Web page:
What we are witnessing is not the resurgence of religion, but its death throes.

This debate however visceral is essentially about different views of the same civilisation. I don’t believe that anything so fundamental as the Enlightenment t can be reversed. It’s even reductive to label it as a cause to be defended.

The main battles were won around about the time of Newman. Anything later is mainly skirmishes.
Gray has a point though about the persistence of religion. Think of its revival, popular as well as official, in Russia after decades of the most ruthless persecution.

The Enlightenment and religion have long since learned to live together, with notable exceptions.

However I agree that locally the secular forces of the Enlightenment should stay on guard. There’s the likes of Iris to keep on the defensive. And as for any attempt to bring intelligent design into science lessons in faith based schools – then let battle commence. They will need the liberal Christians to join them in the lists.

Adds: It’s only fair to give A.C. Grayling’s latest book a plug too – Towards the Light: The Story of the Struggles for Liberty and Rights That Made the Modern West (Bloomsbury)


    But why has the dispute between Christians and atheists reached such a pitch?

    I think a lot of it has to do with the fact that atheists are no longer content to allow religion to carry on uncriticised from a proteted position.

    What we are witnessing is not the resurgence of religion, but its death throes.

    I absolutely agree with this point of view.
    I think the term extinction burst is most apposite.

    While extinction, when implemented consistently over time, results in the eventual decrease of the undesired behavior, in the near-term the subject might exhibit what is called an extinction burst. An extinction burst will often occur when the extinction procedure has just begun. This consists of a sudden and temporary increase in the response’s frequency, followed by the eventual decline and extinction of the behavior targeted for elimination.

    Great blog by the way Brian.

    And for all those who are admirers of the wonderful Dawkins, there will be a new series begining soon.
    Details and interview with the great man at this link.

  • Pete Baker


    Whilst I’m glad a past post of mine was able to be the starting point for such a considered post, I would just attempt to clarify a couple of points.

    Strictly speaking I was praising Dawkins’ public intervention on the topic, noting that his “attacking [of] Gods, all gods, anything and everything supernatural..” was a “self-declared, ambitious intention”.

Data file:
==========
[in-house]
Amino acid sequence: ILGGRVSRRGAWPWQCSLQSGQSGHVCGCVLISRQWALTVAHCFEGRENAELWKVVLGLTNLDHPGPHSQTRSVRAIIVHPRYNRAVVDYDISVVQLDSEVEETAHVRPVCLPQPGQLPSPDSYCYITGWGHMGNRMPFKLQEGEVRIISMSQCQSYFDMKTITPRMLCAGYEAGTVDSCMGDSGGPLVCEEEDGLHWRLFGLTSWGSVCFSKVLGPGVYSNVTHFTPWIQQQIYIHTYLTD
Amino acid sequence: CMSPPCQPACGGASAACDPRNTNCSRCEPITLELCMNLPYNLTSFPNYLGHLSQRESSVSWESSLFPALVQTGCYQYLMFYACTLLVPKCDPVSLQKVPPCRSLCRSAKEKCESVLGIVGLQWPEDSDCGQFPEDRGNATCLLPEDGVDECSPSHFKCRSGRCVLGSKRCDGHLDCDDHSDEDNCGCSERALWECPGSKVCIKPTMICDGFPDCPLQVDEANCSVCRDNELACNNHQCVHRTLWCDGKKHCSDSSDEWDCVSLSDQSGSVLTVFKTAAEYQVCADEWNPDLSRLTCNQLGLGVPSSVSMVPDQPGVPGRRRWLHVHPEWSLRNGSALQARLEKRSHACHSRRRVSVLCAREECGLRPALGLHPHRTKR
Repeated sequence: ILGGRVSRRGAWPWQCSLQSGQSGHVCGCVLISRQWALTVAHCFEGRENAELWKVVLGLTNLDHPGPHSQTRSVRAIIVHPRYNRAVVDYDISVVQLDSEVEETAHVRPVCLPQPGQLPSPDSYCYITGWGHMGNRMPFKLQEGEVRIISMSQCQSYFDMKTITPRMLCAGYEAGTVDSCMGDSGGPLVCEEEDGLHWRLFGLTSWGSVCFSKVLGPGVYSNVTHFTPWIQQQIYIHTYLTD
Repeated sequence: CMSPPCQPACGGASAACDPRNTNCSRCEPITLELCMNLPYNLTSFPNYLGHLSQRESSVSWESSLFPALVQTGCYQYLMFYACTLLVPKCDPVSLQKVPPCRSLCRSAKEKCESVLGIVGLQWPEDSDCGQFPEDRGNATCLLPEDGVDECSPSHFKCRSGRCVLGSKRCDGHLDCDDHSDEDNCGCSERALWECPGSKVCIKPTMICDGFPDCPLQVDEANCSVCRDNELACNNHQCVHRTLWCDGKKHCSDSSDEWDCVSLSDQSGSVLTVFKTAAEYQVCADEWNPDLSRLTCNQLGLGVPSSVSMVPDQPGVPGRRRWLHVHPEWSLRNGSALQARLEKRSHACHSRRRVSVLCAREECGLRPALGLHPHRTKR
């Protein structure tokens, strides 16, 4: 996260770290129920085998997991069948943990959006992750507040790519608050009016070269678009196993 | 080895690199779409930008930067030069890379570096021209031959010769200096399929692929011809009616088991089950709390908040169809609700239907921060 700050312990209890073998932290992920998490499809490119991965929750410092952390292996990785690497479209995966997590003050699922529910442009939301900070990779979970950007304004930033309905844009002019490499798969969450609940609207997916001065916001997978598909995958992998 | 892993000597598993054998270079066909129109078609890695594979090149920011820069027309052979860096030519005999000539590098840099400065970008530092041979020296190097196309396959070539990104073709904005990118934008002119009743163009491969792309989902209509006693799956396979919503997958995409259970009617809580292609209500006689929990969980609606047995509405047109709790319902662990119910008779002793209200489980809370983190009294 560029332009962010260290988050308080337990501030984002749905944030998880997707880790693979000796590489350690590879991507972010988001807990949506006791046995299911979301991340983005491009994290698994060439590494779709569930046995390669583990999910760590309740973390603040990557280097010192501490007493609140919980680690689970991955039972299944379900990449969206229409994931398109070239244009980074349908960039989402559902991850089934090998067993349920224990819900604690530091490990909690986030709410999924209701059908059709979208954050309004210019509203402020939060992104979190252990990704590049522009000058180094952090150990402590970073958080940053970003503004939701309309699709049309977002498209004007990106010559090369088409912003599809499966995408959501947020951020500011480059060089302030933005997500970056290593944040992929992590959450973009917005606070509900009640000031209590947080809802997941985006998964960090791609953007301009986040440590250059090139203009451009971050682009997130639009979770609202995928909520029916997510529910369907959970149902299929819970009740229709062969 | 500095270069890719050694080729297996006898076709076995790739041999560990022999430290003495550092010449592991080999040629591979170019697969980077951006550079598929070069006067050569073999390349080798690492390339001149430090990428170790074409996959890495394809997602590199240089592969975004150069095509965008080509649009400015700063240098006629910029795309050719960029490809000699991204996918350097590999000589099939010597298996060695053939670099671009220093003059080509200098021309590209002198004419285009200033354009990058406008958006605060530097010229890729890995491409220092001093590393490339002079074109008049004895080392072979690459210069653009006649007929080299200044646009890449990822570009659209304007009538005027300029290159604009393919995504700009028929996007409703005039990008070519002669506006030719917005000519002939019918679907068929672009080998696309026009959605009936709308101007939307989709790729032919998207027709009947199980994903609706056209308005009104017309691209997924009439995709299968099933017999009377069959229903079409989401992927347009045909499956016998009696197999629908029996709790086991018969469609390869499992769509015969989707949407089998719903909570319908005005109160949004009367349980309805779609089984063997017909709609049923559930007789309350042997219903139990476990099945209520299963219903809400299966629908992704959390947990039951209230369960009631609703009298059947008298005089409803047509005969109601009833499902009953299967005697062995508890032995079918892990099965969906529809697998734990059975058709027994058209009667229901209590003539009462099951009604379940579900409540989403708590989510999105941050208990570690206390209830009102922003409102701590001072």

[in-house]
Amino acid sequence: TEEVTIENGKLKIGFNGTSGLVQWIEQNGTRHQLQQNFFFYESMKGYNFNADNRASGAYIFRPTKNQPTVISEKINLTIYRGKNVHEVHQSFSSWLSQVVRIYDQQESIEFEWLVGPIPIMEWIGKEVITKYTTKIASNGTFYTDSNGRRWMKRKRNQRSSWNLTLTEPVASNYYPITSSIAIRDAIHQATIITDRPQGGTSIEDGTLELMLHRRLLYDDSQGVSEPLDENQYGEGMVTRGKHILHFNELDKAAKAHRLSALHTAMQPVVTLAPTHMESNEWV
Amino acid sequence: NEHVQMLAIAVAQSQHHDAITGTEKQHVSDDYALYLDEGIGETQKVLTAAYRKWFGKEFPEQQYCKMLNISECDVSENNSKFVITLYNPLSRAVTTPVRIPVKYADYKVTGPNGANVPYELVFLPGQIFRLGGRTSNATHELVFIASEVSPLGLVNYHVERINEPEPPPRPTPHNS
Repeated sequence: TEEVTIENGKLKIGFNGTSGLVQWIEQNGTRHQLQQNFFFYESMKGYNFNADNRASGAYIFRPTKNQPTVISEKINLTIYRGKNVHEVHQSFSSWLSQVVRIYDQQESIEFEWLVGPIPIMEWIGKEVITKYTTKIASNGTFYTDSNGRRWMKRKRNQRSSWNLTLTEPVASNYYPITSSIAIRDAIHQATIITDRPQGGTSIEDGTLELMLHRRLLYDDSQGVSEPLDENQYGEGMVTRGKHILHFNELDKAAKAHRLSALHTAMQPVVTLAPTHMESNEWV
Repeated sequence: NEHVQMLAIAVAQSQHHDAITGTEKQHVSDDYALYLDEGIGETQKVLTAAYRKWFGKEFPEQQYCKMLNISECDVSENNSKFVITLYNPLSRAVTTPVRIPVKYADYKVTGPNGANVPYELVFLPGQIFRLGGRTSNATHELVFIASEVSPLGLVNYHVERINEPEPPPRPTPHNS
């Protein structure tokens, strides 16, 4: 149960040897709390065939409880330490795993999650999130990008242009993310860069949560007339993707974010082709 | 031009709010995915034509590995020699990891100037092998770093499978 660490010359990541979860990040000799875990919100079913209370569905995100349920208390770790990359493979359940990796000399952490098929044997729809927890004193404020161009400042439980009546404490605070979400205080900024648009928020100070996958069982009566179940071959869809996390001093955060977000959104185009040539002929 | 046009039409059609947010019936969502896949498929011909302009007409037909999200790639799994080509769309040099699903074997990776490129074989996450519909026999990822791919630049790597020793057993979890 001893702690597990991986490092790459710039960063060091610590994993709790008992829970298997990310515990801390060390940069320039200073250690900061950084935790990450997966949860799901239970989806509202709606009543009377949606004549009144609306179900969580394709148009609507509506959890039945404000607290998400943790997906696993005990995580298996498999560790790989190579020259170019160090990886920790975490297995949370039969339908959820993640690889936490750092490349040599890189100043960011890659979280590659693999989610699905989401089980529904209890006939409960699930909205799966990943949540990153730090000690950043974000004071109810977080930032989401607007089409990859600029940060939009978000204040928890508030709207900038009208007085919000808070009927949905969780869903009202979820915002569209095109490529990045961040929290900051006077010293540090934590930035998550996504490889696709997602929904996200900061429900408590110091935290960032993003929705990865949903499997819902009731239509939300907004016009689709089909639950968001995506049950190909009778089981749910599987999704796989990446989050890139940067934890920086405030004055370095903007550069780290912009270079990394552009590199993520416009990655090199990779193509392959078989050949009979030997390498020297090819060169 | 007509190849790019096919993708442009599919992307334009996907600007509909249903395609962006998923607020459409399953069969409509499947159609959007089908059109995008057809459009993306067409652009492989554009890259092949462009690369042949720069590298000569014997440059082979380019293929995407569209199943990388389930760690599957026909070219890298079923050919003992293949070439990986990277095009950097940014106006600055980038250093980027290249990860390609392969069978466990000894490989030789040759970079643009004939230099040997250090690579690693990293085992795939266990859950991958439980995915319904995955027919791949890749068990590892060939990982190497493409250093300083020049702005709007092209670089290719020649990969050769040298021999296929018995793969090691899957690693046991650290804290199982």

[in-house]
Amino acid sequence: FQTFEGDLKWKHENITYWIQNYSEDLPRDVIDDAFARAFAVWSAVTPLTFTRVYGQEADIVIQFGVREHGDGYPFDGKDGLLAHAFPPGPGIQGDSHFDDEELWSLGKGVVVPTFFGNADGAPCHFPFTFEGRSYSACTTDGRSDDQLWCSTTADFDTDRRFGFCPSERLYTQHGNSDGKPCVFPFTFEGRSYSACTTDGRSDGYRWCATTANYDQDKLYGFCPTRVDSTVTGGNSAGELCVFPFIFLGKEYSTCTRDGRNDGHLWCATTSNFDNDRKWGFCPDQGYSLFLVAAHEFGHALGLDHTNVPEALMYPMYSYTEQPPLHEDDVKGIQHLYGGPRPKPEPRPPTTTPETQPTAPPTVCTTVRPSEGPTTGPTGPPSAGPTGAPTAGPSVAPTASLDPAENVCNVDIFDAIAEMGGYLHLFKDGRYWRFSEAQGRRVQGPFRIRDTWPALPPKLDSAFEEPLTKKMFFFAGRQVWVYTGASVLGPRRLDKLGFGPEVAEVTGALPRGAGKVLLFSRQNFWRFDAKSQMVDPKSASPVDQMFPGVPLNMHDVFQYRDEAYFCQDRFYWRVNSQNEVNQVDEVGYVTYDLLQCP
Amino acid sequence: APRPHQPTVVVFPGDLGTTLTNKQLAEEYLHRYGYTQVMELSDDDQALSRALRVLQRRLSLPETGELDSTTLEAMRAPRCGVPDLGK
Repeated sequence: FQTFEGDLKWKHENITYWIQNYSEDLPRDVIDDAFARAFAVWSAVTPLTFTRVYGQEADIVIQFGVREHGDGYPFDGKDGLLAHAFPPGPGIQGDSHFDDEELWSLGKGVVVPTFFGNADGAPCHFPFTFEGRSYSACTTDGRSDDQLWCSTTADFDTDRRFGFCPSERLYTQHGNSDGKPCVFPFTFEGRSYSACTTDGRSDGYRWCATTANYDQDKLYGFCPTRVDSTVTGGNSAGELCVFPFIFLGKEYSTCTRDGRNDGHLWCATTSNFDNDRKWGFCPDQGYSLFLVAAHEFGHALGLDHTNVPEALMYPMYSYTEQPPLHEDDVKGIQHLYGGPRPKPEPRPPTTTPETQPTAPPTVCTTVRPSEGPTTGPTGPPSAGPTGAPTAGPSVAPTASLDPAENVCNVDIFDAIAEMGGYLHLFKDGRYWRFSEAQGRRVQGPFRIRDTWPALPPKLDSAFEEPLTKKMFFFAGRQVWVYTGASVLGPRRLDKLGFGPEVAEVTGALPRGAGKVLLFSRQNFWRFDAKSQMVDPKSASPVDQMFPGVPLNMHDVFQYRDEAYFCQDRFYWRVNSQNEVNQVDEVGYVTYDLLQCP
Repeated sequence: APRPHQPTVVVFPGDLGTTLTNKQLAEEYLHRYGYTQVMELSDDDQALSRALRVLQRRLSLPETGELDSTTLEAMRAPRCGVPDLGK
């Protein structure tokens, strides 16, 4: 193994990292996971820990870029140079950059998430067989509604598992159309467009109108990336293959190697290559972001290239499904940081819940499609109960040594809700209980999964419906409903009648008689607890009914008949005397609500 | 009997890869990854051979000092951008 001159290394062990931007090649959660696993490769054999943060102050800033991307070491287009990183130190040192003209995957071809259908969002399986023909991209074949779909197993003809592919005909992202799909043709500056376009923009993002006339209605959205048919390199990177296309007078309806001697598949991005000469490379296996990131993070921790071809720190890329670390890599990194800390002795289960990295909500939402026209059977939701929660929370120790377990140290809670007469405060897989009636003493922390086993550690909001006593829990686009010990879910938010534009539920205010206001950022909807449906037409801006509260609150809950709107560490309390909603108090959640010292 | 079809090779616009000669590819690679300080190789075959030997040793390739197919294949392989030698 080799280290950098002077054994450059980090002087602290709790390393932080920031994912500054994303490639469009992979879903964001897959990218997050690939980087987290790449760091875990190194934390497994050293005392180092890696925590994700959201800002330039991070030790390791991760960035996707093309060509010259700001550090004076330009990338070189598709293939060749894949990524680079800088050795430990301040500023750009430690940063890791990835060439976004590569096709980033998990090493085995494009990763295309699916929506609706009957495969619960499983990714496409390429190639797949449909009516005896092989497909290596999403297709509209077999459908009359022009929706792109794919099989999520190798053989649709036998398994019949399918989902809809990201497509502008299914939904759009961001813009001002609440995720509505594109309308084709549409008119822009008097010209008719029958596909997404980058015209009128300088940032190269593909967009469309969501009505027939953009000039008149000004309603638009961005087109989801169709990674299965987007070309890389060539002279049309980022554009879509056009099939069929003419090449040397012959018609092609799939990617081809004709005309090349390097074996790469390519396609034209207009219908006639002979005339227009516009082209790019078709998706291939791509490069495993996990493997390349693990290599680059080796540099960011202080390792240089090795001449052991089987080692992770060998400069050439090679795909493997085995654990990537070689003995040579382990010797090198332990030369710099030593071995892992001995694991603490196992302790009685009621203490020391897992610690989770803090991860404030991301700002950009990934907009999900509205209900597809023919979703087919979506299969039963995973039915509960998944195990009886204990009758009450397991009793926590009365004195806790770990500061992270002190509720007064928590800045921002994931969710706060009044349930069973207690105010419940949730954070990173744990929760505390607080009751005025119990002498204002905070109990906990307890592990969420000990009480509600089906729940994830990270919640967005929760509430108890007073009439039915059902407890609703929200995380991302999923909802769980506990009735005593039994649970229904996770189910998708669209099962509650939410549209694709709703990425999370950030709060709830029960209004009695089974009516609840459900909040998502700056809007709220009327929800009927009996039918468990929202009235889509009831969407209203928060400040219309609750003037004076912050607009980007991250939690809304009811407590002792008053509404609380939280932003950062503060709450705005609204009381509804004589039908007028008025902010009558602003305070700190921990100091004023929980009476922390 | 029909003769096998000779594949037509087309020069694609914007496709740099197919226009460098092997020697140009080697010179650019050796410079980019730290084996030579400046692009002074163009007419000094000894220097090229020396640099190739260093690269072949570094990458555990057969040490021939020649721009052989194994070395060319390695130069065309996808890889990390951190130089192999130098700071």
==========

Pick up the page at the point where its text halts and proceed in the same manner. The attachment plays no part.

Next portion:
On Benedict and The Un-Enlightment.

    What you have described as “Pope Benedict’s attempts to reconcile religion and science” I prefer to describe, and indeed have done so, as “an attempt to equate, or entwine, religion and science..” Benedict does so by appealing to [his] authority – a “greater form of reason”. And he has plenty of allies.

    That attempt is, in my view, more about re-elevating religion, and specifically the papacy, to its pre-Enlightenment status than it is about undermining science.

    My objection to that attempt is that undermining science and, in particular, rational thought is a direct consequence of it.

    Indeed, Benedict specifically chose that particular line of attack in his encyclical “‘SPE SALVI facti sumus’ – in hope we were saved”.

    As I noted then,

    Benedict points the finger of blame for, among other things, the French Revolution, Marxism and the Russian Revolution at “the foundations of the modern age” which “appear with particular clarity in the thoughts of Francis Bacon [added link]” – and, in particular, Bacon’s ‘New Instrument for Rational Thinking’ – Novum Organum, published in 1620.

    The weakness in Benedict’s criticism comes from the fact that it has an entirely theological, and supernatural, basis.

    “Anyone who reads and reflects on these statements attentively will recognize that a disturbing step has been taken: up to that time, the recovery of what man had lost through the expulsion from Paradise was expected from faith in Jesus Christ: herein lay “redemption”. Now, this “redemption”, the restoration of the lost “Paradise” is no longer expected from faith, but from the newly discovered link between science and praxis.”